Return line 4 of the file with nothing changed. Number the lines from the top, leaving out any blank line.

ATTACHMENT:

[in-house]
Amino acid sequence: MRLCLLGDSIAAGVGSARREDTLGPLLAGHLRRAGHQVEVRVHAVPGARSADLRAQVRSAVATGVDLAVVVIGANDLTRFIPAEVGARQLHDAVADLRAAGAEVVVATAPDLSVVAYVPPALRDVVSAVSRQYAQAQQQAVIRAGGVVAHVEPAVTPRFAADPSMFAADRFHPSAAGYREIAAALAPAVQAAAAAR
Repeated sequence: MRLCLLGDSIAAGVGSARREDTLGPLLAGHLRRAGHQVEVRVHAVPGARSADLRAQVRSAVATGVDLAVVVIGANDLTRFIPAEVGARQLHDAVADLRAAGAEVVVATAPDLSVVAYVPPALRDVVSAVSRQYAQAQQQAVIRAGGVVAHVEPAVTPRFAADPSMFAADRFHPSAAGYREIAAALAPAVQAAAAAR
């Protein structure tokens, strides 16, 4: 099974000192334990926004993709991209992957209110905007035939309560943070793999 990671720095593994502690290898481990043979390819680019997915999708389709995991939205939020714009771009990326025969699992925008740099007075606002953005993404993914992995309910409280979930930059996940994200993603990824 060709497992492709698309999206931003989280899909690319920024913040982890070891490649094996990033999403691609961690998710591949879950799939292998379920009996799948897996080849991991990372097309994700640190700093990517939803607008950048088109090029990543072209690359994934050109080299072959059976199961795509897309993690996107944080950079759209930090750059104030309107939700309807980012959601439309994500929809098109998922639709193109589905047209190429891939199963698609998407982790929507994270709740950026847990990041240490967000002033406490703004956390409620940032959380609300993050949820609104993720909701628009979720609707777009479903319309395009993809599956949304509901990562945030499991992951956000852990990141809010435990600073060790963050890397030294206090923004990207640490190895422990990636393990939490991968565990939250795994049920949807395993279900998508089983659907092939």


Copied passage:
């Protein structure tokens, strides 16, 4: 099974000192334990926004993709991209992957209110905007035939309560943070793999 990671720095593994502690290898481990043979390819680019997915999708389709995991939205939020714009771009990326025969699992925008740099007075606002953005993404993914992995309910409280979930930059996940994200993603990824 060709497992492709698309999206931003989280899909690319920024913040982890070891490649094996990033999403691609961690998710591949879950799939292998379920009996799948897996080849991991990372097309994700640190700093990517939803607008950048088109090029990543072209690359994934050109080299072959059976199961795509897309993690996107944080950079759209930090750059104030309107939700309807980012959601439309994500929809098109998922639709193109589905047209190429891939199963698609998407982790929507994270709740950026847990990041240490967000002033406490703004956390409620940032959380609300993050949820609104993720909701628009979720609707777009479903319309395009993809599956949304509901990562945030499991992951956000852990990141809010435990600073060790963050890397030294206090923004990207640490190895422990990636393990939490991968565990939250795994049920949807395993279900998508089983659907092939």